Joy Harjo, the United States’ first Native American poet laureate, in the Library of Congress on June 6. – Shawn Miller / Library of Congress via AP
You may not see a lot of fanfare if we compare this celebration to many of the award shows we see televised, but it is certainly an honor that has been a long, long time coming. Joy Harjo was recently named as the first Native American poet to become U.S. Poet Laureate. Quite frankly I am absolutely flabbergasted that given the history of the original citizens of this country, and since the 1937 inception of Poet Laureate, (formerly known as the Consultant in Poetry to the Library of Congress), Joy Harjo is the first of numerous Native American writers and bards to be awarded this prestigious honor in poetry.
Joy Harjo was born in Tulsa, Oklahoma and is a member of the Mvskoke Nation. She took her paternal grandmother’s surname when she enrolled in the Muscogee (Creek) Nation. Harjo is an important figure in the second wave of the literary Native American Renaissance of the late twentieth century. She studied at the Institute of American Indian Arts and completed her undergraduate degree at the University of New Mexico in 1976. Later, she earned an M.F.A. at the University of Iowa in its Creative Writing Program.
She is an accomplished poet, musician, and author. In an interview with NPR, Harjo stated: “It’s such an honoring for Native people in this country, when we’ve been so disappeared and disregarded,” Harjo says. “And yet we’re the root cultures, over 500-something tribes and I don’t know how many at first contact. But it’s quite an honor … I bear that honor on behalf of the people and my ancestors. So that’s really exciting for me.”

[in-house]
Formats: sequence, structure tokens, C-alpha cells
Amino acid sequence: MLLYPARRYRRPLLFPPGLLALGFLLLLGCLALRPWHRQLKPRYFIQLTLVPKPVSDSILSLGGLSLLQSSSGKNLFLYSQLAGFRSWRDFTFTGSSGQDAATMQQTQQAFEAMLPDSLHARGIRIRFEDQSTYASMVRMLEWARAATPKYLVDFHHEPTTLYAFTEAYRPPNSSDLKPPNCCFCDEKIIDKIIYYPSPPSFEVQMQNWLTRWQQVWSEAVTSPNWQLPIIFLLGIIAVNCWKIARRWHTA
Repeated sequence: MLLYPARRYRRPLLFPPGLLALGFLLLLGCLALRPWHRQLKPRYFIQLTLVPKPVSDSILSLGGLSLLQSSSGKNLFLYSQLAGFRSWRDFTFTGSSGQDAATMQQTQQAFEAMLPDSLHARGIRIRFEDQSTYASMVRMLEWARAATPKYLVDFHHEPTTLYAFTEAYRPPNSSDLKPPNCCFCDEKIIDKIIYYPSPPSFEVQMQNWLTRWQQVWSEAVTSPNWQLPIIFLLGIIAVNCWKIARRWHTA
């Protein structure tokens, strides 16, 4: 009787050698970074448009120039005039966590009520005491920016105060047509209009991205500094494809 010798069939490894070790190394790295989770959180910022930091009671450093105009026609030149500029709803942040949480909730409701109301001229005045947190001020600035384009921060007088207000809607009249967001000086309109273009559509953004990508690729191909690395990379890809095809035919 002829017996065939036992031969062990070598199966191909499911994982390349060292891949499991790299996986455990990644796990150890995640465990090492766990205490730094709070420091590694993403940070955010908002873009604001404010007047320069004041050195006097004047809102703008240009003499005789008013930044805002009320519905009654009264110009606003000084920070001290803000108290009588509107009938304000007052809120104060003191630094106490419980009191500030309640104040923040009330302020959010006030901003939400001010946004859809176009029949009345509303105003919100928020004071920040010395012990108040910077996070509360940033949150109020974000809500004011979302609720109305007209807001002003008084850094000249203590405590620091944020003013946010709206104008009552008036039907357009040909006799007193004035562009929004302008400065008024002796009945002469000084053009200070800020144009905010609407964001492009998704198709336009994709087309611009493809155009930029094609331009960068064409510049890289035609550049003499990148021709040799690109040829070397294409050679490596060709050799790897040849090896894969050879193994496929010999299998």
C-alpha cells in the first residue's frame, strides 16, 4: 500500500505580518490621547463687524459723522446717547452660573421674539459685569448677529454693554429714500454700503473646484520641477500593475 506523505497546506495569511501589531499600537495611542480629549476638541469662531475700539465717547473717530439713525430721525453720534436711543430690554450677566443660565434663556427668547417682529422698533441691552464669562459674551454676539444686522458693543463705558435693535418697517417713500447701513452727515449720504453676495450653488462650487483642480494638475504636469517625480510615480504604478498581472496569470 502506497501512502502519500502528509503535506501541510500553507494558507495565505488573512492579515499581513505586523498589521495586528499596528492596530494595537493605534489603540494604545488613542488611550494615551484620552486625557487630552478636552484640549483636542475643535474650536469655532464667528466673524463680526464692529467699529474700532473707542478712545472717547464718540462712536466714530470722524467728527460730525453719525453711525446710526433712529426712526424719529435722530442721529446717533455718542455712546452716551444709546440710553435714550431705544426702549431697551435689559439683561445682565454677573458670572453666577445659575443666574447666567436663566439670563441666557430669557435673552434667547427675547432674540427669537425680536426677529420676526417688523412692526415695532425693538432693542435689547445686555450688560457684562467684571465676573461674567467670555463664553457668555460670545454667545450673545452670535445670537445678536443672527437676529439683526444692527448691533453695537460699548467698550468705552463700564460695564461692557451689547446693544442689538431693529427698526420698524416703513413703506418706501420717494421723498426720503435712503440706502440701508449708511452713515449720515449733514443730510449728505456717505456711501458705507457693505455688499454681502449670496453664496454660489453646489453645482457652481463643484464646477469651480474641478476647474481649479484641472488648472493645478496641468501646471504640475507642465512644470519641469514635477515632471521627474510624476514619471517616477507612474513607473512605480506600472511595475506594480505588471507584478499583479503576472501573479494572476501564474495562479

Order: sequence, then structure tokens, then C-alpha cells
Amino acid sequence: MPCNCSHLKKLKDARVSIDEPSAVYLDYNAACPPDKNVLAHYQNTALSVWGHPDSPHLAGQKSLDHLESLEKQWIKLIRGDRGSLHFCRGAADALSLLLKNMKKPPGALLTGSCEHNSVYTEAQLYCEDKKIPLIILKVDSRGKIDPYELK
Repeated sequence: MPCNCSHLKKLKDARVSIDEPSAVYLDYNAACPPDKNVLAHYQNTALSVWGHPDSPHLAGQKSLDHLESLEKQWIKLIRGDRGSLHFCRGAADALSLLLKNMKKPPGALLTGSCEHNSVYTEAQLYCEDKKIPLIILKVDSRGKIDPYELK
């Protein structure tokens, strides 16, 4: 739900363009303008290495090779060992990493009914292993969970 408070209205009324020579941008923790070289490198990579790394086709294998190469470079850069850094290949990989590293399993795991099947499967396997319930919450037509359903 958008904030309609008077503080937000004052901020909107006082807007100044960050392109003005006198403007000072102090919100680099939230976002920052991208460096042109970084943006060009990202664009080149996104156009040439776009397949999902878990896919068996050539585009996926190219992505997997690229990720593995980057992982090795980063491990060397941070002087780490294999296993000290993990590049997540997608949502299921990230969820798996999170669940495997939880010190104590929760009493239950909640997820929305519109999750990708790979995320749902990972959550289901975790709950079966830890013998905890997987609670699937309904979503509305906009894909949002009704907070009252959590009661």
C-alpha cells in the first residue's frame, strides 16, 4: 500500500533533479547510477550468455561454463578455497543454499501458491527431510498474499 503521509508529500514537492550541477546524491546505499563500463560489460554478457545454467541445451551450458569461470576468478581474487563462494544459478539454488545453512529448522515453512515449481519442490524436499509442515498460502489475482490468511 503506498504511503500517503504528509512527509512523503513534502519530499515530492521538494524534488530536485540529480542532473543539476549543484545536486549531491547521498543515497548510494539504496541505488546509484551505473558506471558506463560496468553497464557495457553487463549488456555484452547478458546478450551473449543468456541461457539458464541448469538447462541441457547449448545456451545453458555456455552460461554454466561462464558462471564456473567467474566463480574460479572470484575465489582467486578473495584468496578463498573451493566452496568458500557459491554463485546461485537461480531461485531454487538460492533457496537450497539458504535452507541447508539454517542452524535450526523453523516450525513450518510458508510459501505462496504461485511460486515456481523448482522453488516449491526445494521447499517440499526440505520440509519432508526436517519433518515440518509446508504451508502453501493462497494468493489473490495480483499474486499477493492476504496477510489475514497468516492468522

Image Source: American Program Bureau
Since the 1970s, throughout each decade since then she has been awarded countlessly distinguished achievements in literature, the arts, and creative writing fellowships. Harjo has written and spoken about US political and Native American affairs. Her poetry explores imperialism and colonization, and their effects on violence against women and her works are often set in the Southwest, as she writes about individual struggle.
Harjo is the author of eight books of poetry so be sure to check out her collections of poetry to add to your bookshelf. CONGRATULATIONS Joy Harjo, our 2019 Poet Laureate Consultant in Poetry to the Library of Congress!